Newest Review: ... don't last for more than a few short weeks but it's really worth it. When buying a Wisteria, you are well advised to consider what you wan... more
Bloomin' Marvellous at this time of year!
Member Name: Bellroyd
Advantages: Huge Visual and Nasal Appeal!
Disadvantages: Can quickly take over so make sure your intended location is suitable
As I look out over my garden, I can't see the best plant of all and that is our lovely Wisteria which is in full bloom and looking its best. It also smells divine and I love to walk the garden path next to the house just to catch a noseful. Ahhhhhh!
When we moved to our current newly converted barn almost 5 years ago, the boundaries were all very bare and the only plants we had were a tiny climbing rose and a very young Wisteria plant, planted against the south facing wall of the house.
We set about the task of creating a garden with huge enthusiasm and concentrated our efforts on planting loads of climbing plants to cover the walls and fences which surround the property. The Wisteria we left as it was.
It didn't flower the first year we were here but put on a lot of growth and in each of the seasons thereafter we have had lovely blooms - real picture postcard stuff. Sadly, the blooms don't last for more than a few short weeks but it's really worth it.
When buying a Wisteria, you are well advised to consider what you want it to cover and whether you really have the room to let it flourish unfettered. Left to its own devices it can take over the whole wall. We have the space and have let it run free, apart from a gentle cutting back at the gutter level to keep it from growing under the gutter and into the roof space.
Each year we have doves nesting in it and because it stays green until the late autumn, it gives them all the protection they need. In the mornings, all the little birds seem to play hide and seek throughout its dense growth - right outside our bedroom windows! More tweets than Twitter!
Once your plant has become established, it needs little extra help. Apart from including it in our normal watering routine, it largely looks after itself and manages to send its water through hundreds and hundreds of feet of tendrils, which my wife has trained along the wall and along the ground and up the side of the gazebo and along the fence by the path. At the furthest point it is around 50 feet from the main stem of the plant. The main branches are now over an inch thick and although it has secured itself nicely to the wall, I have helped to direct it by passing stray shoots through strategically located heavy duty staples hammered into the wall. My wife likes to weave it as she doesn't like stray bits sticking out.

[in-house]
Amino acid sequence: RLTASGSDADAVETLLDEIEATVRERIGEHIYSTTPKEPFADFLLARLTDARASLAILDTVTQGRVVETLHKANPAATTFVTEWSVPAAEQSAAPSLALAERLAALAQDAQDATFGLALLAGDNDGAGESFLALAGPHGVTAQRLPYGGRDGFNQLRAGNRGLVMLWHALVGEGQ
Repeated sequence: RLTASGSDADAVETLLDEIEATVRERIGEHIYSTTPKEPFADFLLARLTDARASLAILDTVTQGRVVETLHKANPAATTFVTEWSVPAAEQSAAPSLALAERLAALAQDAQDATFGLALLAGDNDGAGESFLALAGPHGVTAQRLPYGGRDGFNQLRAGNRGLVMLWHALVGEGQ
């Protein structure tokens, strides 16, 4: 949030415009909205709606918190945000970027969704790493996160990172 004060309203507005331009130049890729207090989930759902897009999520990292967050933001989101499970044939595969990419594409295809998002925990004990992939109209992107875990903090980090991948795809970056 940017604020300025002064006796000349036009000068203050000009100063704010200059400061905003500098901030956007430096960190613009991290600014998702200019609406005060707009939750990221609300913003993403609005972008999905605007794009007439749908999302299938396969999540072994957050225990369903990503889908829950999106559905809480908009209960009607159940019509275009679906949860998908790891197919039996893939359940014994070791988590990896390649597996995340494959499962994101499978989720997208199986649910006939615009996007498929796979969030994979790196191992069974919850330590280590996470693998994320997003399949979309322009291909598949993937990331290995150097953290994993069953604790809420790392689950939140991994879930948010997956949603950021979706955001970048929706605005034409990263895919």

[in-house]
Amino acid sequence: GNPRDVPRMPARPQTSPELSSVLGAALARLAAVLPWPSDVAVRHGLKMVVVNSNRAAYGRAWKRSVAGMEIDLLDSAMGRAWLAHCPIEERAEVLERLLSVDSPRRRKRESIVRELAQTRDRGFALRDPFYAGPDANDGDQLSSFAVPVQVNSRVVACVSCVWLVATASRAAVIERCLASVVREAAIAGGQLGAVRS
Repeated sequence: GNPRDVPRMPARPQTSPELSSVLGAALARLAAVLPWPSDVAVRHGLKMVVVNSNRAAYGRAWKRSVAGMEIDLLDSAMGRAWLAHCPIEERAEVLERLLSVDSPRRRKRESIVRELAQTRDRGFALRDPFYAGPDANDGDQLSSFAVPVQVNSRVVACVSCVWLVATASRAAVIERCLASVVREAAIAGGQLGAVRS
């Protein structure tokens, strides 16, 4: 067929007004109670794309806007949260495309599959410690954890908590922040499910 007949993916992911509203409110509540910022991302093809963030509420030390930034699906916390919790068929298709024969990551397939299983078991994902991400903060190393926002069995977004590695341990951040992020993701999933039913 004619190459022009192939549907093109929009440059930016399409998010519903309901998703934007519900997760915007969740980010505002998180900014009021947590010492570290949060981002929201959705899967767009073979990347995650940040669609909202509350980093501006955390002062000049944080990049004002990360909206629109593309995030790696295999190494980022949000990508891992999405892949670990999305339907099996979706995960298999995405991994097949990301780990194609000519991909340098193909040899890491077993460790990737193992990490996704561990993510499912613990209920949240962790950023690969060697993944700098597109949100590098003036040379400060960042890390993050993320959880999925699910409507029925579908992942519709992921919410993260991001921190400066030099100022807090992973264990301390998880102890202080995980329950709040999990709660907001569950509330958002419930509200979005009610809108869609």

Wisteria is relatively expensive if you buy it at a decent size. Smaller ones can be bought for around a tenner but will take longer to mature. It is possible to grow Wisteria from seed - you need to dry out the seed pods which form, which we have done this year for the first time. However, by far the easiest way to propagate these is by heeling in one of the shoots into the ground and a new plant will grow and can be separated from the main plant. Fuller instructions on how and when to do this can be found on the internet. There are now quite a number of varieties available but primarily in shades of purple/lilac/pink.
If you are thinking about Wisteria as a means of covering a wall or fence then go for it, but you'd be well advised to take advice from a gardener as to the variety to choose which will thrive in your soil and your intended aspect.
The only downside to Wisteria is the short-lived nature of the blooms. Once established it will last for years and years and it will be the envy of your neighbours/visitors at this time of year.
Summary: A lovely plant with such a beautiful evocative name
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